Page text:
The Mayoralty

At the time of the Norman Conquest, the Sovereign appointed the chief magistrates of cities. That of London was called the Port Reeve, but Henry II changed the word to the Norman "Maire" - our term Mayor. King John made the office annual.

The rights and privileges of the Mayor in the middle ages were almost unbelievable by today's standards. As chief magistrate he held awesome power over his fellow citizens and his privileges and income from various offices, were second only to the Sovereign.

What are the duties of the Mayor?

Much can be written of the history of the Mayoralty, and as such one would be writing the history of England. The Mayoralty provides a vital link with our heritage, the office having presided over the unfolding fabric of English Local Government. The duties and privileges of the Mayor have reflected the changes in our Society. The Mayor no longer has absolute powers; they chair the meetings of Margate Charter Trustees and act in a ceremonial role at local, state and many other functions.

They are the Town's Ambassador at large, and have many engagements during their year of office, ranging from Coffee Mornings and Theatre Visits, meeting members of the Royal Family when in Margate, to patronising local Charities and fund raising events.

Like most English institutions, the Mayoralty has evolved to reflect the times in which they serve in office. However, unlike some outmoded and dated titles that have suffered the fate of not moving with the times, the office and status of Mayor is alive and well, and will undoubtedly pass on into the 21st Century.

How does the Mayor achieve office?

Since the last re-organisation of Local Government in 1974, the Mayor is elected by the Charter Trustees and takes up the Badge of Office in May at the annual Mayor Making Ceremony. The Mayor appoints a Mayoress, and by ancient custom if the Mayor is a woman, still appoints a Mayoress, being known herself as Mr Mayor, or Madam Mayor.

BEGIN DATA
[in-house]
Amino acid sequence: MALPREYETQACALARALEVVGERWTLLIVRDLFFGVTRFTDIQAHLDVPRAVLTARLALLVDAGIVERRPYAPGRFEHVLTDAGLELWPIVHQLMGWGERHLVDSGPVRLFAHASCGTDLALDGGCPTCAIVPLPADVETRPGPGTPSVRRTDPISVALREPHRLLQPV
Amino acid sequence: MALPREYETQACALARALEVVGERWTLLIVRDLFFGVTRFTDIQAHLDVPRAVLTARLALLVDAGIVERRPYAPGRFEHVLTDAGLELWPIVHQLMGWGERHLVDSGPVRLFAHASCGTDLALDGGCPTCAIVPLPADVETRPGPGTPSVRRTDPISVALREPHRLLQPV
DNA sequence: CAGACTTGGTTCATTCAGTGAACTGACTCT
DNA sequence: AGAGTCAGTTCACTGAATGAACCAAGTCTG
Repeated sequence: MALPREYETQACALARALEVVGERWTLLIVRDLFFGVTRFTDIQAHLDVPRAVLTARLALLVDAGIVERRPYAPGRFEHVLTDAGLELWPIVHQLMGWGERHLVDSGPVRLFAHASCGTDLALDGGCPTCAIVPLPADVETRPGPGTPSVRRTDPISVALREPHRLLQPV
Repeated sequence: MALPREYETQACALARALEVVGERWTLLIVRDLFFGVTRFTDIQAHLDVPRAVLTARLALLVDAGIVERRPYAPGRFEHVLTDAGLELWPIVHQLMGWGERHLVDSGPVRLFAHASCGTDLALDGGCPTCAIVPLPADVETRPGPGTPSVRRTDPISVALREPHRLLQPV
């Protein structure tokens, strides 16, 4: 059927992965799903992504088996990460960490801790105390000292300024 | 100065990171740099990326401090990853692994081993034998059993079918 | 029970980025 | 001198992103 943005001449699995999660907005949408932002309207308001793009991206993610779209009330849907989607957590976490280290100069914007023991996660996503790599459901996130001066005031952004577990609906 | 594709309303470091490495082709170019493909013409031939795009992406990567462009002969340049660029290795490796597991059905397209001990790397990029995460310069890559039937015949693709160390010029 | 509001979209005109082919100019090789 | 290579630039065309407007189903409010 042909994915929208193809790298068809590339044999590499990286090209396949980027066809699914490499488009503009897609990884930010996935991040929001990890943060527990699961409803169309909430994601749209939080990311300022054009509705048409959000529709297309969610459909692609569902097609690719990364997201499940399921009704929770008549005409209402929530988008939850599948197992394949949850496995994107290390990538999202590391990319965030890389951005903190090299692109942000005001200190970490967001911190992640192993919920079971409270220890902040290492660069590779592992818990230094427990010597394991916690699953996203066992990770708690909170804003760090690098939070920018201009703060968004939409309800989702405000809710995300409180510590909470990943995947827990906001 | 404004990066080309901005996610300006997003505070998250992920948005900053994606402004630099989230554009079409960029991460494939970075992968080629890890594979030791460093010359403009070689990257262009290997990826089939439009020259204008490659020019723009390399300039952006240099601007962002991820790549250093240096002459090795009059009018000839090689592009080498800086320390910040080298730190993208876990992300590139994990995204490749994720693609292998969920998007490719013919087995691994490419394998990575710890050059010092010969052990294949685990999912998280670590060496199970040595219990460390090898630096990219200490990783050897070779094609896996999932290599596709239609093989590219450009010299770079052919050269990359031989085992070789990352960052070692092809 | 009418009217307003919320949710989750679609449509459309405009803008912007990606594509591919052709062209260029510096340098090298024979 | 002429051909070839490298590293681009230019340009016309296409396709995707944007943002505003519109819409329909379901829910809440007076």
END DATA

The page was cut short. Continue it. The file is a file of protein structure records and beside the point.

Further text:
A list of Mayors since 1857 can be seen in the Margate Museum of Local History.

The Badge of Office and the Mayoral Chain

The badge of office is a tradition dating back to the age of chivalry when Officers of State and Local Government were more readily identifiable by their and "badges of rank and office". Today the badge is symbolic, is supported by a chain. The chain is often referred to as the chain of office, another myth that has been handed down through time to the present day.

The Mayoral Chain was presented to the borough of Margate in 1882 by George Lansell, cousin of the Mayor at that time, Cllr. John Bayly. As a young man George Lansell left his home town of Margate for Australia. There he found gold, and it was from his own mine in Sandhurst, Victoria that the gold came to make the chain. It consisted of a shield for each Mayor since the incorporation of the borough in 1857, many subsequent Mayors presenting their own shield to add to the chain. About 1933, however, this practice was discontinued as the chain then contained 30 shields and was found to be getting too lengthy.

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